He has finally persuaded Melanie to go on a date. He is both happy
I’ll never forget that evening. Driving down Los Feliz, the sun was setting, everything had that pinky-orange look, romantic, not quite real. Melanie beside me, smelling of perfume but a real woman smell underneath. Chris Isaaks on the CD. I hadn’t been so happy in years. Tried to let her know how I felt. Not straight out, but stuff like life was going really good for me, LA was finally beginning to feel like home, there was a kind of beauty in the city that most people didn’t see. She just sat there, didn’t say much, but when we stopped for the lights at Santa Monica and I looked over at her, she just smiled. I was like a teenager again, well and truly hooked. Just wanted the ride to last for ever.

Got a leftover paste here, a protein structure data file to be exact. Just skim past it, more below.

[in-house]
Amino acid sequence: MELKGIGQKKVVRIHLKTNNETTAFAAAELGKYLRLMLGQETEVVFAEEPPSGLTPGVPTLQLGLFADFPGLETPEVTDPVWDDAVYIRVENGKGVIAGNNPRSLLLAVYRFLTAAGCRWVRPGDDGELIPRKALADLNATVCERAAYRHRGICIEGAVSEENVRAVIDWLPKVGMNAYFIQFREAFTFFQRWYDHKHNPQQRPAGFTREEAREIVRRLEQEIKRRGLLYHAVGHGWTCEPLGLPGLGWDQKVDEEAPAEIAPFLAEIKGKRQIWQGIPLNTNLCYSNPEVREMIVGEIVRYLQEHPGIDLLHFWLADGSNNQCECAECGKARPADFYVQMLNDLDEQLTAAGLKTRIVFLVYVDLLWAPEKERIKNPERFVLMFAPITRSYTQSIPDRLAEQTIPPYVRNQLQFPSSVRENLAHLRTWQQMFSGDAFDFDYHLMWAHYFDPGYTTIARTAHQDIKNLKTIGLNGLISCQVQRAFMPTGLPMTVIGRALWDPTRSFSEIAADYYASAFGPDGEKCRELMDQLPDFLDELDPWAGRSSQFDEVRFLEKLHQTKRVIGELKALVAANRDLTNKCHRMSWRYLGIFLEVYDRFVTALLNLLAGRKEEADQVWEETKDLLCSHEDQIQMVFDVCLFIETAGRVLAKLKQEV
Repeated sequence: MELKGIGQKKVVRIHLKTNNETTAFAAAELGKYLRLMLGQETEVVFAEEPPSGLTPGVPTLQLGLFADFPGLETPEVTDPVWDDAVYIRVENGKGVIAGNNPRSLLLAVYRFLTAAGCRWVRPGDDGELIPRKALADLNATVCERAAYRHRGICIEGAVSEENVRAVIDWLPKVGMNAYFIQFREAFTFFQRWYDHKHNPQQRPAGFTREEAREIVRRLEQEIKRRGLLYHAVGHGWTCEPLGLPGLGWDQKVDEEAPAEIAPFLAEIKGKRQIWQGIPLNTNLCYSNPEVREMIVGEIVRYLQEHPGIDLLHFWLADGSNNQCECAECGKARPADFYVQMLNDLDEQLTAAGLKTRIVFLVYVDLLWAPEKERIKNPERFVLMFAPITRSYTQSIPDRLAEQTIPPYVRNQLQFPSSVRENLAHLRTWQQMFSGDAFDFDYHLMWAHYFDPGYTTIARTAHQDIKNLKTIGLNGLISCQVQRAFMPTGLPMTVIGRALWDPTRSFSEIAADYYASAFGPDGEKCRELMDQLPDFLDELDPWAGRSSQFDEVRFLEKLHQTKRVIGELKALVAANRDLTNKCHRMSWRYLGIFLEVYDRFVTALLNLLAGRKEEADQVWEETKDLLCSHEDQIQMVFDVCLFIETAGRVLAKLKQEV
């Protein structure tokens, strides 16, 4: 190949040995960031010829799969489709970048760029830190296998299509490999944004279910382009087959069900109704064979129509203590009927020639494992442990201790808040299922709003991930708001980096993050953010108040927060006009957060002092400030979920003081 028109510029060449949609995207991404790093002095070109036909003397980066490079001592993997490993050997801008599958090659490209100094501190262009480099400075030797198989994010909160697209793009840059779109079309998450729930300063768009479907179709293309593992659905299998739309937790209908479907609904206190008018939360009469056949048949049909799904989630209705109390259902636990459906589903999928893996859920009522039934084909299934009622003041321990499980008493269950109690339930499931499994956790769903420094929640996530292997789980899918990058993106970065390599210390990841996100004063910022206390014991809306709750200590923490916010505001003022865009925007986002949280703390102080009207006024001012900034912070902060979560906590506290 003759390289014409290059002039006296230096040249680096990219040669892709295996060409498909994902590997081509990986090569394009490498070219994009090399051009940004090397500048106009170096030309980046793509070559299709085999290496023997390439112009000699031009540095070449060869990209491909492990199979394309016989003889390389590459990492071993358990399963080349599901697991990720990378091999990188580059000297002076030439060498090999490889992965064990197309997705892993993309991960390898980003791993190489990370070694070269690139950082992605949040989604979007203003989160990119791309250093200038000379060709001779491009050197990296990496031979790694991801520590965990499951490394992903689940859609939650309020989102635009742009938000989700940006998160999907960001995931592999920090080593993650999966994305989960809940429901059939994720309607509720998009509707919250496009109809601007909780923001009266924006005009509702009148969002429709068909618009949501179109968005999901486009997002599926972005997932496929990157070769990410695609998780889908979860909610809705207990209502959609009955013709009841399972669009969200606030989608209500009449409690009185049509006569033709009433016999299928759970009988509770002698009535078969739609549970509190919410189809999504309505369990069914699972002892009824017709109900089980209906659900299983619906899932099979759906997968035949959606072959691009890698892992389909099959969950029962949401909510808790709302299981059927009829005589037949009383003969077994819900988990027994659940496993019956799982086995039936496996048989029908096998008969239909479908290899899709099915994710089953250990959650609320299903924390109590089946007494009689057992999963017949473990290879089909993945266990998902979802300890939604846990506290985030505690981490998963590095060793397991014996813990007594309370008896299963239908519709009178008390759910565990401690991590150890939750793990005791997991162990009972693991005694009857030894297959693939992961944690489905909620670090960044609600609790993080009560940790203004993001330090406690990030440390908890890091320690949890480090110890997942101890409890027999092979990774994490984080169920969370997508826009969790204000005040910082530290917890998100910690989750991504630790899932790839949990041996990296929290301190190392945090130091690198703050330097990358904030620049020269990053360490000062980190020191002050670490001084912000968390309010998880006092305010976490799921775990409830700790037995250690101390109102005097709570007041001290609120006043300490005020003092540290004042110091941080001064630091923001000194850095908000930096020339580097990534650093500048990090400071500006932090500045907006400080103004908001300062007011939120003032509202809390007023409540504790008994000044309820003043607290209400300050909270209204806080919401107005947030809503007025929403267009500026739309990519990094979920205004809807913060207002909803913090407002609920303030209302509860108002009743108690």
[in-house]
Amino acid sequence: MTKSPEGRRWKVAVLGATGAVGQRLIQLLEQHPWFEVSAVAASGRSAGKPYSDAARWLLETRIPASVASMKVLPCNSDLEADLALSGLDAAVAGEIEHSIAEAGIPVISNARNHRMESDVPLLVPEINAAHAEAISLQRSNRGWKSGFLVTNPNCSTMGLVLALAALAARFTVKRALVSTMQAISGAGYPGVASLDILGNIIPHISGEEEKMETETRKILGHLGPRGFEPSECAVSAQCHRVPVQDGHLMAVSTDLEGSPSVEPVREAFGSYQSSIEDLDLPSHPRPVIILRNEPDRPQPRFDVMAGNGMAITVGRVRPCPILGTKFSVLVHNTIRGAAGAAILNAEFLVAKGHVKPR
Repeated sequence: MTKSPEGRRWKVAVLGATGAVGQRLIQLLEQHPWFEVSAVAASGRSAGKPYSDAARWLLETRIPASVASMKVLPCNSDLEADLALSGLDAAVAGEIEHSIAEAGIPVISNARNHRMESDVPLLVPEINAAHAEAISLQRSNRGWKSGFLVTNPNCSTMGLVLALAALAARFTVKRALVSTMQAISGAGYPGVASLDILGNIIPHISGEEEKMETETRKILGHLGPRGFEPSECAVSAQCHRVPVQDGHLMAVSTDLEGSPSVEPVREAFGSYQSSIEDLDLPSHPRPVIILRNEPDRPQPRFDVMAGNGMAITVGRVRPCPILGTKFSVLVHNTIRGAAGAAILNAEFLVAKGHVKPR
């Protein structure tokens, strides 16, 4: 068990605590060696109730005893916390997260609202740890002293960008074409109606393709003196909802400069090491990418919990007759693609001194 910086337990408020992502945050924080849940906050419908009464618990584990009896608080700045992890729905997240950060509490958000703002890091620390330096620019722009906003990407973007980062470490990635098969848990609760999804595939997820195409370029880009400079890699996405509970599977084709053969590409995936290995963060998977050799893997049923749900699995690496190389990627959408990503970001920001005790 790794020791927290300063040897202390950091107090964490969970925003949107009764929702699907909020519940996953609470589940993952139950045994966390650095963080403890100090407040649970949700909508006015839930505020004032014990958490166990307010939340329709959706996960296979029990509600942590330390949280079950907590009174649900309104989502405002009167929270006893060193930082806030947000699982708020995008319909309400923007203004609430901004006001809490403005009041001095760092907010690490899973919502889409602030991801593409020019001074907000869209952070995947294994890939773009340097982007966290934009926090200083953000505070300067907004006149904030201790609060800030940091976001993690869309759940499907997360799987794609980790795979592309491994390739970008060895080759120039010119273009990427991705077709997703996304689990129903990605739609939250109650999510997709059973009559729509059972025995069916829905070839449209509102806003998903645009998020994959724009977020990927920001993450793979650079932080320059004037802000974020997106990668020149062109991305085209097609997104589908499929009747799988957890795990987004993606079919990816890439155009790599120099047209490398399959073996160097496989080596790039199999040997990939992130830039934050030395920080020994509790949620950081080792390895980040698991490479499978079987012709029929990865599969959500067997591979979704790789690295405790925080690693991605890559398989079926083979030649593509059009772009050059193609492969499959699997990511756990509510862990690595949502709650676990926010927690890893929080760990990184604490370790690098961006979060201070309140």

She’d chosen the restaurant, on Melrose, and it was all fancy but it wasn’t so hot. The maitre d’ was a fag in a black button-down shirt with the kind of smile that tells you he thinks you’re dirt. The waitress was a kid with an attitude like you should know what all the fancy names on the menu mean. I could feel myself beginning to lose my cool but I looked at Melanie and stopped. Because I knew if I lost my cool I’d lose her and if that happened, I’d be back where I started, in front of the tv in an empty apartment with a cold pizza and burping Coke. So I just shrugged, chose something simple and let her choose the wine.
Foreman, Martin. Los Feliz, Arbery Publications, 2013, pp 13-14.
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